THE Maritime Safety Authority of Fiji is the latest public entity to have FICAC conduct a corruption prevention and risk reduction workshop in its bid to improve public service delivery.
MSAF legal risks and audit officer Mavis Joseph said it was a timely awareness campaign by FICAC because the institution was reviewing its policies and procedures.
The one-day assessment, conducted at the Fiji Ports Corporation Limited training room at Muaiwalu House, was attended by senior management of the institution including CEO Neale Slack.
Ms Joseph said participants were aware of the MSAF policies regarding the overall code of conduct of each employee.
"It was just that there were some grey areas that they needed clarification on, which at times sees them doing something with a clear conscience that is perceived otherwise by members of the public and could be labelled as corruption," she said.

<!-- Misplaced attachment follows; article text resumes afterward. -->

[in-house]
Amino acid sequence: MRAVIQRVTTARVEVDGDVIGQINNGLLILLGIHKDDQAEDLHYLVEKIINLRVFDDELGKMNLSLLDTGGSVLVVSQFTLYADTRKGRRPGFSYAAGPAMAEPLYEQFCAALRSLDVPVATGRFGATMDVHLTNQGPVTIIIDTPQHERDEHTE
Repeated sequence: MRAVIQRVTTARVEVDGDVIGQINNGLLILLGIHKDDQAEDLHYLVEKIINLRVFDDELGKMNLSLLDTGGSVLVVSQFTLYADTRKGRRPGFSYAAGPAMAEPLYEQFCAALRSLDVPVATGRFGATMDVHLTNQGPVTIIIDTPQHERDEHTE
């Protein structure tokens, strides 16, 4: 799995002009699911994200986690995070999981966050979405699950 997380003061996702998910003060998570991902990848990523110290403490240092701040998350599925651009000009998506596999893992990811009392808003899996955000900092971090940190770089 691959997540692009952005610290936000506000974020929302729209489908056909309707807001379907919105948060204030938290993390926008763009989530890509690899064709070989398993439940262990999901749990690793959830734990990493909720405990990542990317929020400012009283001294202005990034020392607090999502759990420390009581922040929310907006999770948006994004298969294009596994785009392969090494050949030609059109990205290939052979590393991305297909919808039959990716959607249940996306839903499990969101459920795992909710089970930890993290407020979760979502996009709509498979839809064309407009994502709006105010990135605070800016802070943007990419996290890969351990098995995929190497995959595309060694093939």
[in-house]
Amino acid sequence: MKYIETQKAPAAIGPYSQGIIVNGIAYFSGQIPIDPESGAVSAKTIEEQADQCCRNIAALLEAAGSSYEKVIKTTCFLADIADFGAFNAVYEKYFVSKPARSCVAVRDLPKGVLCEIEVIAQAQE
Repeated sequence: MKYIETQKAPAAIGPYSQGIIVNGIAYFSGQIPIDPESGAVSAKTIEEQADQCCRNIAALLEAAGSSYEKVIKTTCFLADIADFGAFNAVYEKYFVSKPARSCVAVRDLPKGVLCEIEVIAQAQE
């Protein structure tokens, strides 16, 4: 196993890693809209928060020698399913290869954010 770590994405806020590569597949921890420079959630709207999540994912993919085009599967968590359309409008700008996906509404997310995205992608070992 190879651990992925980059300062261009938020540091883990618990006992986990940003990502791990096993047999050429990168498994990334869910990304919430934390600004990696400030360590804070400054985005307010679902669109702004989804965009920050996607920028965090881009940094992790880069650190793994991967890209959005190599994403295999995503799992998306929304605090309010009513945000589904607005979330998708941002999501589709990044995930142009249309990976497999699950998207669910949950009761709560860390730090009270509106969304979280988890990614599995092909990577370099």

"We have all experienced situations in which our professional responsibilities unexpectedly come into conflict with our deepest values and as such we are caught in a conflict between right and right.
"And no matter which option we choose, we feel like we've come up short.
"These troublesome grey areas are one of the reasons why we are conducting this CP2R assessment."
Mr Slack said each person must weigh alternatives and make choices in light of personal values and goals, but also with consideration to organisational and professional success.
"Decisions have to be made that are optimal and that we can live with in the long run," he said.